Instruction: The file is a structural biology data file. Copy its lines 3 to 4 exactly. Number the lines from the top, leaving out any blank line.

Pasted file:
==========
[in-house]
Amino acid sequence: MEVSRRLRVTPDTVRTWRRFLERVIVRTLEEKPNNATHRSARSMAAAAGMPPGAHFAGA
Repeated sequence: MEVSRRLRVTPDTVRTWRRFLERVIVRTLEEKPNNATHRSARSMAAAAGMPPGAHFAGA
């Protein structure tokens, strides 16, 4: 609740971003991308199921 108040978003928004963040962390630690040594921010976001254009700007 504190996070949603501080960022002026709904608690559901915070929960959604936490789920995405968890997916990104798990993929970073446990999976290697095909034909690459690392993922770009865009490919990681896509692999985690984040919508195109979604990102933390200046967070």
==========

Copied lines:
Repeated sequence: MEVSRRLRVTPDTVRTWRRFLERVIVRTLEEKPNNATHRSARSMAAAAGMPPGAHFAGA
């Protein structure tokens, strides 16, 4: 609740971003991308199921 108040978003928004963040962390630690040594921010976001254009700007 504190996070949603501080960022002026709904608690559901915070929960959604936490789920995405968890997916990104798990993929970073446990999976290697095909034909690459690392993922770009865009490919990681896509692999985690984040919508195109979604990102933390200046967070």